of which I am unaware which render it improper. This arrangement is intended to be temporary, as it is proposed to replace him in command of his corps after the present occasion for extraordinary exertion shall have passed.
I am, very respectfully, your obedient servant,
R. E. LEE,
HDQRS. ARMIES OF THE CONFEDERATE STATES,
Richmond, June 12, 1864.
General SAMUEL COOPER:
GENERAL: To save time General R. Ransom was ordered yesterday from these headquarters to send Gracie's brigade to south side James River to report to General Beauregard. Please issue order to cover the movement.
For General Bragg:
I am, general, very respectfully,
JNO. B. SALE,
Colonel and Military Secretary.
HEADQUARTERS, & C.,
Near Bottom's Bridge, June 12, 1864.
Headquarters Armies of the Confederate States:
SIR: Will you please bring to the immediate attention of General Bragg a cause which is producing great discontent among the troops of my command. It appears that to the troops of the Army of Northern Virginia the ration issued is very much larger than the same given to my troops, although they are doing the same duty. For instance, Kirkland's brigade, Army of Northern Virginia, is guarding the York River railroad bridge over Chickahominy, and the local troops are performing the same service at Bottom's Bridge; the former receive a half pound of meat, flour bread (at least, in part), rice, pease, sugar, coffee, and vegetables; the local troops get but one-fifth pound of meat, and corn bread. If they receive sugar and coffee (only 6 pounds of one and three of the other to 100 rations) the meat is stopped. The same exists as to all my command. It very naturally and justly produces discontent. If the rations can be increased for the whole of the Army of Northern Virginia it seems to me it ought to be done for the troops who are on exactly the same service in this department. I wrote to Colonel Northrop, and he replied that all would be reduced to the same; but nearly a week has passed and the same distinction is made. I trust the general commanding will have proper orders given in the matter.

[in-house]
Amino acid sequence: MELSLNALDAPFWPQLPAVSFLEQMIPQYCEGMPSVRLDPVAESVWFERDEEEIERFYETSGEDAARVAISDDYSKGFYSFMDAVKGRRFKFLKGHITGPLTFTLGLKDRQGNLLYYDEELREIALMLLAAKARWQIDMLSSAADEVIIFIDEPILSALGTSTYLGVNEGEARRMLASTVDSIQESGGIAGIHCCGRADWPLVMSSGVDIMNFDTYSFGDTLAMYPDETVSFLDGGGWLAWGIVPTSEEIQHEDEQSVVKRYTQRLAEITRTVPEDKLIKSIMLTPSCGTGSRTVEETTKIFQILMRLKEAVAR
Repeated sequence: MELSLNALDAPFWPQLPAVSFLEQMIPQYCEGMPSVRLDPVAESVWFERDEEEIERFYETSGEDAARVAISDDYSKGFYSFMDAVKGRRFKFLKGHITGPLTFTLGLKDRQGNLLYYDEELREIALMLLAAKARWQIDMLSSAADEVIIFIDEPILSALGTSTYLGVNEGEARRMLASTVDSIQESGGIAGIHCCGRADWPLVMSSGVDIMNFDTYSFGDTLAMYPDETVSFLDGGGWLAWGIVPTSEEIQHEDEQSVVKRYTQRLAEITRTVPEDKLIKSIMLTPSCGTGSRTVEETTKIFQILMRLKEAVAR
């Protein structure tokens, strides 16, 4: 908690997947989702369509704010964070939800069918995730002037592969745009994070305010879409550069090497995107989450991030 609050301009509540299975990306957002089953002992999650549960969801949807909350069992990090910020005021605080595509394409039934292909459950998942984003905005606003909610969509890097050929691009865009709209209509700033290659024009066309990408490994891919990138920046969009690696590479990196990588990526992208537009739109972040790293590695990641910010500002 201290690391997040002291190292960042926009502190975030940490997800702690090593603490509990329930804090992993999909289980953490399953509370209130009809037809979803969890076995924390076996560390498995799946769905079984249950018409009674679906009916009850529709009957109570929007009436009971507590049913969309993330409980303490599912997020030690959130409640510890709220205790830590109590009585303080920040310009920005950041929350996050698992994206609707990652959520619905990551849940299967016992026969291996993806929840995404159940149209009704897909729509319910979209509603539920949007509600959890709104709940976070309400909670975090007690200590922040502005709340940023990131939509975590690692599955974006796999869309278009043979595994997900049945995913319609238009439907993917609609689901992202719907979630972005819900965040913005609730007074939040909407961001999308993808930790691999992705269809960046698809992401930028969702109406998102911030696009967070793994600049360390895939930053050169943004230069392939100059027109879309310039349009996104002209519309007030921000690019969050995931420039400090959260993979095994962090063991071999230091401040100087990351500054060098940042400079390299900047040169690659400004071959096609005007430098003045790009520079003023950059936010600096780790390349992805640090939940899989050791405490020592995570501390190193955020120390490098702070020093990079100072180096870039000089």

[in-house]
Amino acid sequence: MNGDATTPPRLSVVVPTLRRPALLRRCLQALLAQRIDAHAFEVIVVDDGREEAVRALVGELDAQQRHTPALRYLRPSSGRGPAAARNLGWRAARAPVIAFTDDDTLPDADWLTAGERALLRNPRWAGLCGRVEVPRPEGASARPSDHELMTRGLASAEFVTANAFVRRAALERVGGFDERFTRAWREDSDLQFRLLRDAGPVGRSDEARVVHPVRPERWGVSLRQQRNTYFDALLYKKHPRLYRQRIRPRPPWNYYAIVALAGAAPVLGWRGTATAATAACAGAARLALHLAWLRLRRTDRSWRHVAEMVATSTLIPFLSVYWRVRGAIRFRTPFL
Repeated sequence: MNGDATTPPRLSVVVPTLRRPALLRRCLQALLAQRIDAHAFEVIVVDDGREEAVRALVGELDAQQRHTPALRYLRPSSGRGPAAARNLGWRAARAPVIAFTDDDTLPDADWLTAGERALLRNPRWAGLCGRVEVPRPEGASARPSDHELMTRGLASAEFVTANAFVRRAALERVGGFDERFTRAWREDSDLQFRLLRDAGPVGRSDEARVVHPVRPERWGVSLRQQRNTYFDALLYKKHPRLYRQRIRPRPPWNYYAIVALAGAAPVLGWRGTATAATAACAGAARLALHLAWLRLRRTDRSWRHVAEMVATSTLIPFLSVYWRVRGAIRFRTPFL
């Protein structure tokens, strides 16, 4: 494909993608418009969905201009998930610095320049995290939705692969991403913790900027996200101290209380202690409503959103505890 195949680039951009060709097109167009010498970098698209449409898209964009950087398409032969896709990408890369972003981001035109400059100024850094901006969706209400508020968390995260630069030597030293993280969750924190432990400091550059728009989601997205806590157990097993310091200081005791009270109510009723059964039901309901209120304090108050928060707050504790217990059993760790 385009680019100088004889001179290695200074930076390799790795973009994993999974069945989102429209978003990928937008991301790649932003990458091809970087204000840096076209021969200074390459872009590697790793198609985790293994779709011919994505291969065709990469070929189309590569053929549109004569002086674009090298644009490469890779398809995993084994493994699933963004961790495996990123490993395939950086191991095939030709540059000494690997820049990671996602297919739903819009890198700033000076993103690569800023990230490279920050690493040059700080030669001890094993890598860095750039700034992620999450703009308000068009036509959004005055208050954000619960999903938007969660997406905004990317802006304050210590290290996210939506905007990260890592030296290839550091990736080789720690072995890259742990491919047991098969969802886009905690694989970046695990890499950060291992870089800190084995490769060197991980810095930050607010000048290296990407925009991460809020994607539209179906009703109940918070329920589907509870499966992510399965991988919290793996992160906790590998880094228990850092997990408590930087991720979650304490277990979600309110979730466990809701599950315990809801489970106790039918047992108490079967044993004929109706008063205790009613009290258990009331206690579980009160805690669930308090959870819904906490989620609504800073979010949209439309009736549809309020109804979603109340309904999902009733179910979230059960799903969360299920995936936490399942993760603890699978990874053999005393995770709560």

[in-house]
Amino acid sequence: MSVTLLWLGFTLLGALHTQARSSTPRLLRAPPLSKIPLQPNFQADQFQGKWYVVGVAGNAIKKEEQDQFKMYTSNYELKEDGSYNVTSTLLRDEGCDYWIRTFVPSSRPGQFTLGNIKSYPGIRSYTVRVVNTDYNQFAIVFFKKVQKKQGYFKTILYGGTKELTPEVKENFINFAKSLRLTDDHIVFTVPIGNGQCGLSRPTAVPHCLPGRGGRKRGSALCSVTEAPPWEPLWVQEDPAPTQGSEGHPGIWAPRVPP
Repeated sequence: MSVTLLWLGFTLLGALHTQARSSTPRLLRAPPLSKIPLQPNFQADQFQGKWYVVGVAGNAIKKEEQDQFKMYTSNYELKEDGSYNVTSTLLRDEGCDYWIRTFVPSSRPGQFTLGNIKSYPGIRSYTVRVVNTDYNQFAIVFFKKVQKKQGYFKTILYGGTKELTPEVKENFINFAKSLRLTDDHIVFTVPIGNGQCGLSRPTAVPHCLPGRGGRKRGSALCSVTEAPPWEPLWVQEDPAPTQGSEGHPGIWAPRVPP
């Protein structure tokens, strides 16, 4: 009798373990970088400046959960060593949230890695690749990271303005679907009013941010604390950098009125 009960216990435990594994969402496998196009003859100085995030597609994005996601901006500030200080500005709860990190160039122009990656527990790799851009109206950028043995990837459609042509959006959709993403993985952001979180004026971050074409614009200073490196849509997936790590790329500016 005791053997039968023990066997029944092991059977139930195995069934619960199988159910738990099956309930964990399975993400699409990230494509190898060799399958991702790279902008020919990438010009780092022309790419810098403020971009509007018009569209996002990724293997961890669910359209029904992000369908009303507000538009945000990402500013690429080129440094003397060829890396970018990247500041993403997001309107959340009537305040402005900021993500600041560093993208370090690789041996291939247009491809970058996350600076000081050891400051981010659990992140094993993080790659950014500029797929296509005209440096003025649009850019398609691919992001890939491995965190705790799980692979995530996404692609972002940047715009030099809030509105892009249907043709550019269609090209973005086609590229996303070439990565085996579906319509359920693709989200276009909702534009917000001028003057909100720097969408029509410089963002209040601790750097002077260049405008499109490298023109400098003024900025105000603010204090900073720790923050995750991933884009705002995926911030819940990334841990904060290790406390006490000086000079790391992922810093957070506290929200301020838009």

Very respectfully, your obedient servant,
R. RANSOM, JR.,
JUNE 13, 1864.
Respectfully referred to the honorable Secretary of War.
Such discrimination must produce discontent, and should be corrected.